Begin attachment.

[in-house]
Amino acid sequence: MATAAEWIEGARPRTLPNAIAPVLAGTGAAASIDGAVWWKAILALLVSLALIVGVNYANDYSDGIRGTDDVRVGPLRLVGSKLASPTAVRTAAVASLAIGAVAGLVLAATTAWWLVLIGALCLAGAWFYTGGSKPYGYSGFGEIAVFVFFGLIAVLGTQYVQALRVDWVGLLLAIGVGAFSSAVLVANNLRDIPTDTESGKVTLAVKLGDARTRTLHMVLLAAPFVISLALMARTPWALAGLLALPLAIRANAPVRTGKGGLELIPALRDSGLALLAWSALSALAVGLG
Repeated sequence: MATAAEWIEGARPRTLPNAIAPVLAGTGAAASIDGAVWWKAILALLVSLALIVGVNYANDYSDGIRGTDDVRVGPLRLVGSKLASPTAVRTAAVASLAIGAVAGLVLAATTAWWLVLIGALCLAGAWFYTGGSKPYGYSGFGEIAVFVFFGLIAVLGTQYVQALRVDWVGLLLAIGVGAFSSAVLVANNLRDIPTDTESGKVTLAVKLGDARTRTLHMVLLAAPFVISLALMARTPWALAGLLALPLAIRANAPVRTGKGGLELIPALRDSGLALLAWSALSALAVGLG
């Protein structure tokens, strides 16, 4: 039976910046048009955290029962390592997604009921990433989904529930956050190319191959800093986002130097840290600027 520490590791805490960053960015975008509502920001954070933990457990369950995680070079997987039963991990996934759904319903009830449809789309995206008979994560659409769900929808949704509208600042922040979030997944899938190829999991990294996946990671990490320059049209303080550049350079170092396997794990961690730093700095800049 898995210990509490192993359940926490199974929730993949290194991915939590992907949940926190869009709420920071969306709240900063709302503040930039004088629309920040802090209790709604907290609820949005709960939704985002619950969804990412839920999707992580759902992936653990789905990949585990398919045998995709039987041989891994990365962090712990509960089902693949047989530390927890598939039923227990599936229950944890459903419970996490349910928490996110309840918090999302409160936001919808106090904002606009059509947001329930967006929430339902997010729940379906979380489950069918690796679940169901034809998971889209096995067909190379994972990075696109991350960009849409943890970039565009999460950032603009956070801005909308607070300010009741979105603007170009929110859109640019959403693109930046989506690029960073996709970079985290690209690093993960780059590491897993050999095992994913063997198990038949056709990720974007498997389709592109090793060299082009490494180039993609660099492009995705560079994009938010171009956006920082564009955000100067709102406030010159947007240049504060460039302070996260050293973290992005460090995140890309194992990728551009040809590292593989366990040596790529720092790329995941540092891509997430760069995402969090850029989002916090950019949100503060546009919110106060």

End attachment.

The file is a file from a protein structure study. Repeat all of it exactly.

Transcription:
[in-house]
Amino acid sequence: MATAAEWIEGARPRTLPNAIAPVLAGTGAAASIDGAVWWKAILALLVSLALIVGVNYANDYSDGIRGTDDVRVGPLRLVGSKLASPTAVRTAAVASLAIGAVAGLVLAATTAWWLVLIGALCLAGAWFYTGGSKPYGYSGFGEIAVFVFFGLIAVLGTQYVQALRVDWVGLLLAIGVGAFSSAVLVANNLRDIPTDTESGKVTLAVKLGDARTRTLHMVLLAAPFVISLALMARTPWALAGLLALPLAIRANAPVRTGKGGLELIPALRDSGLALLAWSALSALAVGLG
Repeated sequence: MATAAEWIEGARPRTLPNAIAPVLAGTGAAASIDGAVWWKAILALLVSLALIVGVNYANDYSDGIRGTDDVRVGPLRLVGSKLASPTAVRTAAVASLAIGAVAGLVLAATTAWWLVLIGALCLAGAWFYTGGSKPYGYSGFGEIAVFVFFGLIAVLGTQYVQALRVDWVGLLLAIGVGAFSSAVLVANNLRDIPTDTESGKVTLAVKLGDARTRTLHMVLLAAPFVISLALMARTPWALAGLLALPLAIRANAPVRTGKGGLELIPALRDSGLALLAWSALSALAVGLG
């Protein structure tokens, strides 16, 4: 039976910046048009955290029962390592997604009921990433989904529930956050190319191959800093986002130097840290600027 520490590791805490960053960015975008509502920001954070933990457990369950995680070079997987039963991990996934759904319903009830449809789309995206008979994560659409769900929808949704509208600042922040979030997944899938190829999991990294996946990671990490320059049209303080550049350079170092396997794990961690730093700095800049 898995210990509490192993359940926490199974929730993949290194991915939590992907949940926190869009709420920071969306709240900063709302503040930039004088629309920040802090209790709604907290609820949005709960939704985002619950969804990412839920999707992580759902992936653990789905990949585990398919045998995709039987041989891994990365962090712990509960089902693949047989530390927890598939039923227990599936229950944890459903419970996490349910928490996110309840918090999302409160936001919808106090904002606009059509947001329930967006929430339902997010729940379906979380489950069918690796679940169901034809998971889209096995067909190379994972990075696109991350960009849409943890970039565009999460950032603009956070801005909308607070300010009741979105603007170009929110859109640019959403693109930046989506690029960073996709970079985290690209690093993960780059590491897993050999095992994913063997198990038949056709990720974007498997389709592109090793060299082009490494180039993609660099492009995705560079994009938010171009956006920082564009955000100067709102406030010159947007240049504060460039302070996260050293973290992005460090995140890309194992990728551009040809590292593989366990040596790529720092790329995941540092891509997430760069995402969090850029989002916090950019949100503060546009919110106060």